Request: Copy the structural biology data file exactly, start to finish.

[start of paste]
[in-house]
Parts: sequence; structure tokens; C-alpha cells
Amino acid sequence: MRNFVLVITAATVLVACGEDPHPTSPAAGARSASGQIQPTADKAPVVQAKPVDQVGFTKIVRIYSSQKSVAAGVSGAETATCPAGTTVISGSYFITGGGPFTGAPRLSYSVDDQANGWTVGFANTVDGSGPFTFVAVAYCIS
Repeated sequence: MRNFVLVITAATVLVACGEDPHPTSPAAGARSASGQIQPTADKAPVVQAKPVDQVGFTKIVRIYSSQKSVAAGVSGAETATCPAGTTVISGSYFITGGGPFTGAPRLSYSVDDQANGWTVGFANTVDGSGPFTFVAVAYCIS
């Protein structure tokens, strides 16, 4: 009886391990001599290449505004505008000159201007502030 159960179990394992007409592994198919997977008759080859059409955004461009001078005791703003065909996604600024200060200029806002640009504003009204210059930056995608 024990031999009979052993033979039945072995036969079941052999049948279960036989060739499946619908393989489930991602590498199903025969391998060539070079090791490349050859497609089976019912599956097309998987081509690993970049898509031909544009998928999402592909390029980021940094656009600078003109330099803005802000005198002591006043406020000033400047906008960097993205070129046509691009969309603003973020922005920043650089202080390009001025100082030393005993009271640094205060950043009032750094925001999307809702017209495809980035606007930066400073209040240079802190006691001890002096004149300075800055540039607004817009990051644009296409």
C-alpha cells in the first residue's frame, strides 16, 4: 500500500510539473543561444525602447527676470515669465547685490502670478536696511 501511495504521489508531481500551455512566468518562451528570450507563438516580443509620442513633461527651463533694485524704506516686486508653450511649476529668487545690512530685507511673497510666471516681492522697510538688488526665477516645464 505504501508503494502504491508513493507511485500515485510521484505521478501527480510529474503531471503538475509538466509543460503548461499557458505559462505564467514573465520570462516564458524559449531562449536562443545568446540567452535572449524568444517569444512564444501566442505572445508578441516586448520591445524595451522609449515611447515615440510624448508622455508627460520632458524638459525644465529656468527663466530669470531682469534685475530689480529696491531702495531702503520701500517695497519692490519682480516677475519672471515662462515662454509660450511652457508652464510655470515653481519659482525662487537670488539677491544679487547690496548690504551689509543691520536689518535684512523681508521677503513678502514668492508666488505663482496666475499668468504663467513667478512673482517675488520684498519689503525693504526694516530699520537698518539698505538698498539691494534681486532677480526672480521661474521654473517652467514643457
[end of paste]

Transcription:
[in-house]
Parts: sequence; structure tokens; C-alpha cells
Amino acid sequence: MRNFVLVITAATVLVACGEDPHPTSPAAGARSASGQIQPTADKAPVVQAKPVDQVGFTKIVRIYSSQKSVAAGVSGAETATCPAGTTVISGSYFITGGGPFTGAPRLSYSVDDQANGWTVGFANTVDGSGPFTFVAVAYCIS
Repeated sequence: MRNFVLVITAATVLVACGEDPHPTSPAAGARSASGQIQPTADKAPVVQAKPVDQVGFTKIVRIYSSQKSVAAGVSGAETATCPAGTTVISGSYFITGGGPFTGAPRLSYSVDDQANGWTVGFANTVDGSGPFTFVAVAYCIS
């Protein structure tokens, strides 16, 4: 009886391990001599290449505004505008000159201007502030 159960179990394992007409592994198919997977008759080859059409955004461009001078005791703003065909996604600024200060200029806002640009504003009204210059930056995608 024990031999009979052993033979039945072995036969079941052999049948279960036989060739499946619908393989489930991602590498199903025969391998060539070079090791490349050859497609089976019912599956097309998987081509690993970049898509031909544009998928999402592909390029980021940094656009600078003109330099803005802000005198002591006043406020000033400047906008960097993205070129046509691009969309603003973020922005920043650089202080390009001025100082030393005993009271640094205060950043009032750094925001999307809702017209495809980035606007930066400073209040240079802190006691001890002096004149300075800055540039607004817009990051644009296409």
C-alpha cells in the first residue's frame, strides 16, 4: 500500500510539473543561444525602447527676470515669465547685490502670478536696511 501511495504521489508531481500551455512566468518562451528570450507563438516580443509620442513633461527651463533694485524704506516686486508653450511649476529668487545690512530685507511673497510666471516681492522697510538688488526665477516645464 505504501508503494502504491508513493507511485500515485510521484505521478501527480510529474503531471503538475509538466509543460503548461499557458505559462505564467514573465520570462516564458524559449531562449536562443545568446540567452535572449524568444517569444512564444501566442505572445508578441516586448520591445524595451522609449515611447515615440510624448508622455508627460520632458524638459525644465529656468527663466530669470531682469534685475530689480529696491531702495531702503520701500517695497519692490519682480516677475519672471515662462515662454509660450511652457508652464510655470515653481519659482525662487537670488539677491544679487547690496548690504551689509543691520536689518535684512523681508521677503513678502514668492508666488505663482496666475499668468504663467513667478512673482517675488520684498519689503525693504526694516530699520537698518539698505538698498539691494534681486532677480526672480521661474521654473517652467514643457